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Turkey Sends New Drill Ship to Eastern Mediterranean

Israel Gas
FILE PHOTO: London-based Energean’s drill ship begins drilling at the Karish natural gas field offshore Israel in the east Mediterranean May 9, 2022. Picture taken May 9, 2022. REUTERS/Ari Rabinovitch/File Photo

Turkey’s newest and most advanced drilling ship, the Abdulhamid Han, departed from the southern Mersin’s port this week to begin its deployment northwest of Cyprus in the eastern Mediterranean. President Recep Tayyip Erdogan inaugurated the country’s latest undersea hydrocarbon drill ship, stating that, “Our exploration and drilling in the Mediterranean is within our own sovereign dominion.”

The debut of Turkey’s fourth drill ship comes amidst rising tensions between Ankara and Athens. The two countries have feuded over maritime boundaries as well as airspace for several years. Additionally, the frequent discoveries of natural gas reserves in the shared waters have triggered energy right disputes and sovereignty demands.

Erdogan announced that the Abdulhamid Han ship would commence drilling approximately 35 miles off the coast of Gazipasa in Antalya province. According to Arab News, the Turkish president warned “Neither the puppets nor the ones who hold their strings will be able to prevent us from getting our rights in the Mediterranean,” referring to Greece and Cyprus. Last month, Erdogan warned Greece to demilitarize islands in the Aegean Sea, saying “We invite Greece to stop arming the islands that have non-military status and to act in accordance with international agreements.” Turkey alleges that Greece’s build-up of military forces in a group of islands off the Turkish coast called Dodecanese violates the signed treaties that guarantee its neutrality. Additionally, Ankara asserts that Athens’ claimed possession of the islands gives the country unfair access to coveted natural gas reserves.

In 2020, tensions over the shared waters escalated when Ankara sent a ship to carry out seismic surveys in the eastern Mediterranean. Following the incident, Greece’s foreign ministry decried that the mission was a “major escalation” and a “direct threat to peace in the region,” according to Reuters. Ultimately, Ankara’s ship prompted Athens to demand that the European Union impose sanctions on Turkey in condemnation of perceived offensive action. While the proposed route for the Abdulhamid Han is well-removed from the disputed waters, Erdogan threatened that the drill ship will “not stop,” adding that “she will go to other wells and continue to search for gas until she finds it.”

The Abdulhamid Han is a seventh-generation deep water drillship that sails under the flag of Turkey. According to the Turkish state-run media outlet Daily Sabah, the vessel is owned and operated by the Turkish energy company Turkish Petroleum Corporation (TPAO). Constructed in 2002, the ship weighs nearly 70,000 gross tons with a maximum drilling depth of 12,200 meters. Similar to the country’s existing three drill ships, the Abdulhamid Han is named to honor a famous Ottoman sultan. The seventh-generation vessel joins the sixth-generation Faith, the Yavuz and the Kanuni. The three vessels are currently operating in the Black Sea, where Turkey discovered natural gas reserves.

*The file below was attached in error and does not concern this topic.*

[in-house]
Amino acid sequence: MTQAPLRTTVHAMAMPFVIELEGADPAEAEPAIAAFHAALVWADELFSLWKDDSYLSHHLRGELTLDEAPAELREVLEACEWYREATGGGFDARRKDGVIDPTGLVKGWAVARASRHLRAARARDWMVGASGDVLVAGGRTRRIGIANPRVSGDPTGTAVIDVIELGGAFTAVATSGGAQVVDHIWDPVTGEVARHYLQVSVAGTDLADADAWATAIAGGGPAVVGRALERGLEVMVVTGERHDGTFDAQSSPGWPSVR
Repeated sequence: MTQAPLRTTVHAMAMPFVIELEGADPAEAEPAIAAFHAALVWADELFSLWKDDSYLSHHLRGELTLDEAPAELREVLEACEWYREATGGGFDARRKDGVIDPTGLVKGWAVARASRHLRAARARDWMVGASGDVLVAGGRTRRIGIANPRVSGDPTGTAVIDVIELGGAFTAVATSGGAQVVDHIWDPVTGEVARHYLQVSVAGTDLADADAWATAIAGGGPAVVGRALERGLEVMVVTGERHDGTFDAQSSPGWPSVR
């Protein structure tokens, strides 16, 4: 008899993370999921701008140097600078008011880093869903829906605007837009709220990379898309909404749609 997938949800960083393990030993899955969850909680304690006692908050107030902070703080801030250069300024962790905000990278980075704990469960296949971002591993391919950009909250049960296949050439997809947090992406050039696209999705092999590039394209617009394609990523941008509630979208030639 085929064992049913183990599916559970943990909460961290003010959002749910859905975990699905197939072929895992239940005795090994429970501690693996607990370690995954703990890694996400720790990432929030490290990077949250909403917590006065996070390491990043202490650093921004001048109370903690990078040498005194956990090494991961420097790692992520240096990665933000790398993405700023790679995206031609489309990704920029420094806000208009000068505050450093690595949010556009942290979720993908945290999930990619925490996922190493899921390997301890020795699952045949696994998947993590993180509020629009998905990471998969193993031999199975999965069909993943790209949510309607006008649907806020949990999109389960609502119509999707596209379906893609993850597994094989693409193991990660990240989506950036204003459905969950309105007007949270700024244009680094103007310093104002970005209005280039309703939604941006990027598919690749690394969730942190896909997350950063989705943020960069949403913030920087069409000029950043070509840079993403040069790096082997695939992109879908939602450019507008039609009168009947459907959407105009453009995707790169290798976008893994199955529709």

The strategic importance of natural gas reserves has increased following Moscow’s invasion of Ukraine. Many European countries are looking elsewhere to fulfill their energy needs, making offshore finds a potential economic goldmine. The monetary opportunities that coincide with gaining gas reserves is likely driving Ankara’s deployment of its new seventh-generation drill ship. A Greek government spokesperson told Reuters that it is keeping a close eye on the Abdulhamid Han’s trajectory in the disputed waters, maintaining that “We (Greece) need to be vigilant … We’ve always been doing what we have to do to have stability in our region and to fully defend international law and our own sovereign rights.” Depending on the new vessel’s whereabouts in the near future, the potential for greater conflict between Ankara and Athens could sharply rise.

Maya Carlin is a Middle East Defense Editor with 19FortyFive. She is also an analyst with the Center for Security Policy and a former Anna Sobol Levy Fellow at IDC Herzliya in Israel. She has by-lines in many publications, including The National Interest, Jerusalem Post, and Times of Israel.

Written By

Maya Carlin is an analyst with the Center for Security Policy and a former Anna Sobol Levy Fellow at IDC Herzliya in Israel. She has by-lines in many publications, including The National Interest, Jerusalem Post, and Times of Israel.

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